“Balanced against everything else the chief has done in Burlington in a four- to five-year period, I’m not going to pile on the chief and try to destroy him over admittedly a very serious mistake,” City Councilor Kurt Wright said.
Chief del Pozo made headlines last month when he declared in a New York Times op-ed piece that law enforcement officers are too quick to defend themselves against knife-wielding suspects.
“We tell officers that a knife or a shard of glass is always a lethal threat and that they should aggressively meet it with a lethal threat in return,” the police chief wrote. “But doing so forecloses all of the better ways to communicate with a person in crisis. There are alternatives.”
He said that one of the biggest mistakes trainers have made has been to teach law enforcement officers “to lead with the gun.”
American law enforcement leaders should instead try to mimic techniques used in countries were officers are unarmed, such as Britain or Iceland, Chief del Pozo suggested.
Yelling commands at a knife-wielding attacker “is unlikely to make a difference,” especially when the officer is unarmed, he said.
But unarmed officers would instinctively back away from the attacker, which could then allow for the situation to de-escalate, the chief claimed.
“Unarmed officers will cultivate an instinct to de-escalate,” Chief del Pozo declared. “They will keep a safe distance, they will try to assess the true level of threat rather than see a weapon as a cue to rapidly escalate, and they will communicate in ways that reach people.”
“There is good psychological research on what type of communication stands the best chance of calming people in distress, regardless of what is in their hands,” he added. “And it is certainly not yelling at them or threatening their lives.”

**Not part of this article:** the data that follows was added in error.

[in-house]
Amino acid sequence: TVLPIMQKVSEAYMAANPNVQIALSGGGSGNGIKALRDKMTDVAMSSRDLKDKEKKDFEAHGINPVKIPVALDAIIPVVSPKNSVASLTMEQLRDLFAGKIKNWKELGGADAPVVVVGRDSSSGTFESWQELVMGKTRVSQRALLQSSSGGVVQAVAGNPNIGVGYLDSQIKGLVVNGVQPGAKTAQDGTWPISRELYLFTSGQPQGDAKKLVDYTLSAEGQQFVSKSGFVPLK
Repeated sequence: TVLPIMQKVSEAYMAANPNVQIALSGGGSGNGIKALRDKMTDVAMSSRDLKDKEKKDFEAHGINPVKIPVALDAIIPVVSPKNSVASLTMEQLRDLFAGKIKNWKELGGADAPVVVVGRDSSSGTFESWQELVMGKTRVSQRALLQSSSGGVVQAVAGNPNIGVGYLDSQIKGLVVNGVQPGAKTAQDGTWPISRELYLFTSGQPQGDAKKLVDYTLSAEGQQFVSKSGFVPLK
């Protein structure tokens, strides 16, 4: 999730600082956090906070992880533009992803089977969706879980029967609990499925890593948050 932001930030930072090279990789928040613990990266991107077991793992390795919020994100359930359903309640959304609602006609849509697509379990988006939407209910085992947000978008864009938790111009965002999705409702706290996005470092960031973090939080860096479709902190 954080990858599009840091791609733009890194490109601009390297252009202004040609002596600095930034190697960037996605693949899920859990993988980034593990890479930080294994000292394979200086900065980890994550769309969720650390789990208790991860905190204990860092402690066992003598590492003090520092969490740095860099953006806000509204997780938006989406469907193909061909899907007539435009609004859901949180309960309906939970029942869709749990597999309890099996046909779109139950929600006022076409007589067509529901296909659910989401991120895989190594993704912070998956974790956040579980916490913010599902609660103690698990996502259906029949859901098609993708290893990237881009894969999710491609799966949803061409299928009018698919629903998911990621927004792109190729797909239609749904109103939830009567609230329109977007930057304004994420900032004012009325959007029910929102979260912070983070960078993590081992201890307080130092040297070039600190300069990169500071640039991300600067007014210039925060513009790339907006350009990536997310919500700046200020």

Chief del Pozo suggested that law enforcement academies should “start by sending officers into scenarios where they have to solve problems without recourse to lethal force…before they ever handle a firearm.”
Duty weapons shouldn’t even be involved in law enforcement training until the final phase of an academy, he added.
“By the end of academy, the officers will have learned that yelling at a person as you threaten to shoot is a panicked, last-ditch effort, not a sign of competence,” Chief del Pozo opined.
“Training officers to act as if their weapons are insurance policies, rather than persuasive devices, will transform the nation’s police work,” the chief declared. “Every American will be made safer by police officers whose first instinct is to communicate with the people they encounter and whose success lies in getting the psychology of persuasion right.”
Chief del Pozo did not specifically address the impact such training would have on law enforcement officers’ safety, however.
The chief noted that he works in a “progressive” city, where at least one city councilperson has already suggested “that we should explore ways to disarm our city’s police because it would prevent them from killing people and force them to approach crises differently.”
Chief del Pozo said that such a concept is a “non-starter” in America, and acknowledged that it was unsafe for the community for police to be “rendered helpless” in the case of mass shootings or other firearms-related incidents.
“But if the police profession doesn’t want politicians broaching these ideas, we owe the public a commitment to doing everything we can to respect the sanctity of life,” he added. “We should fundamentally change the way police officers view their guns.”
Shortly after his op-ed was published, an LAPD officer was almost murdered while trying to flee from a a machete-wielding attacker. The incident was captured on video, and showed other officers shooting the suspect at the last possible moment.
A total of 42 law enforcement officers have been stabbed to death in the line of duty since 1990, according to the Officer Down Memorial Page.